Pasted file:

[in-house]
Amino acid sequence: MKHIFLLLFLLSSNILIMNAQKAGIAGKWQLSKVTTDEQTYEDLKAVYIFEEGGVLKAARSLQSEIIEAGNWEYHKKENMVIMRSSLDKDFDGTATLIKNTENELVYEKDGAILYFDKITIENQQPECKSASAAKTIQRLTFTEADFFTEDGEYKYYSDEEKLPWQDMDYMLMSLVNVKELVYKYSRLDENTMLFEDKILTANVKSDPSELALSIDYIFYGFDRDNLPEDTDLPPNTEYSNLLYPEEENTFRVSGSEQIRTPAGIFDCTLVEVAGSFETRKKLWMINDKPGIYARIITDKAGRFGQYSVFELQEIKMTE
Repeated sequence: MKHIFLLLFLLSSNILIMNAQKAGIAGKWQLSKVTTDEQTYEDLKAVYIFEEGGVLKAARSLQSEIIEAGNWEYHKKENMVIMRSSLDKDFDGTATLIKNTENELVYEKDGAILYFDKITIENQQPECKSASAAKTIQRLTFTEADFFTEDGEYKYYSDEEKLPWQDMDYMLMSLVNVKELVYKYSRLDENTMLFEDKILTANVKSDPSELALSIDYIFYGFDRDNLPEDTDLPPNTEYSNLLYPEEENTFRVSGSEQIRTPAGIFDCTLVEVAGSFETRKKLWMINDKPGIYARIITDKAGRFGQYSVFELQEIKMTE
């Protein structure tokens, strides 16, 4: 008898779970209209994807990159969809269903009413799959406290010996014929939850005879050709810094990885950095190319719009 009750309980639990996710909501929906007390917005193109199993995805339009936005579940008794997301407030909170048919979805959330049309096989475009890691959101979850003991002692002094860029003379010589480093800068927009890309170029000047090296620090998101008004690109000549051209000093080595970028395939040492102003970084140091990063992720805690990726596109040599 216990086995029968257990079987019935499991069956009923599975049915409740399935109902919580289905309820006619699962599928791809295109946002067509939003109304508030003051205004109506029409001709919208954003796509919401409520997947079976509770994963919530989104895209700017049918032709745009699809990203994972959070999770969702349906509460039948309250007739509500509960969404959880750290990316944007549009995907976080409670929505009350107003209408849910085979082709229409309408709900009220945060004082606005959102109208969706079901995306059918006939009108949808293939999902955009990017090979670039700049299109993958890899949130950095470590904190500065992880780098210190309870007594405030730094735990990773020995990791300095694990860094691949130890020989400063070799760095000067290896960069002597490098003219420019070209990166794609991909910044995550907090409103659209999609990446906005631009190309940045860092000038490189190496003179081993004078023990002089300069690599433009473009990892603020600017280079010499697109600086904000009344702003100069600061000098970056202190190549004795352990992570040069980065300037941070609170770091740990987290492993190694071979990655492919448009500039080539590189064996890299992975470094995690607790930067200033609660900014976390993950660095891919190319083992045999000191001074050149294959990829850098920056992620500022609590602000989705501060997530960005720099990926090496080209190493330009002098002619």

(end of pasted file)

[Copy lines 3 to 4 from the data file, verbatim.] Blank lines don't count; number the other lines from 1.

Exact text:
Repeated sequence: MKHIFLLLFLLSSNILIMNAQKAGIAGKWQLSKVTTDEQTYEDLKAVYIFEEGGVLKAARSLQSEIIEAGNWEYHKKENMVIMRSSLDKDFDGTATLIKNTENELVYEKDGAILYFDKITIENQQPECKSASAAKTIQRLTFTEADFFTEDGEYKYYSDEEKLPWQDMDYMLMSLVNVKELVYKYSRLDENTMLFEDKILTANVKSDPSELALSIDYIFYGFDRDNLPEDTDLPPNTEYSNLLYPEEENTFRVSGSEQIRTPAGIFDCTLVEVAGSFETRKKLWMINDKPGIYARIITDKAGRFGQYSVFELQEIKMTE
């Protein structure tokens, strides 16, 4: 008898779970209209994807990159969809269903009413799959406290010996014929939850005879050709810094990885950095190319719009 009750309980639990996710909501929906007390917005193109199993995805339009936005579940008794997301407030909170048919979805959330049309096989475009890691959101979850003991002692002094860029003379010589480093800068927009890309170029000047090296620090998101008004690109000549051209000093080595970028395939040492102003970084140091990063992720805690990726596109040599 216990086995029968257990079987019935499991069956009923599975049915409740399935109902919580289905309820006619699962599928791809295109946002067509939003109304508030003051205004109506029409001709919208954003796509919401409520997947079976509770994963919530989104895209700017049918032709745009699809990203994972959070999770969702349906509460039948309250007739509500509960969404959880750290990316944007549009995907976080409670929505009350107003209408849910085979082709229409309408709900009220945060004082606005959102109208969706079901995306059918006939009108949808293939999902955009990017090979670039700049299109993958890899949130950095470590904190500065992880780098210190309870007594405030730094735990990773020995990791300095694990860094691949130890020989400063070799760095000067290896960069002597490098003219420019070209990166794609991909910044995550907090409103659209999609990446906005631009190309940045860092000038490189190496003179081993004078023990002089300069690599433009473009990892603020600017280079010499697109600086904000009344702003100069600061000098970056202190190549004795352990992570040069980065300037941070609170770091740990987290492993190694071979990655492919448009500039080539590189064996890299992975470094995690607790930067200033609660900014976390993950660095891919190319083992045999000191001074050149294959990829850098920056992620500022609590602000989705501060997530960005720099990926090496080209190493330009002098002619």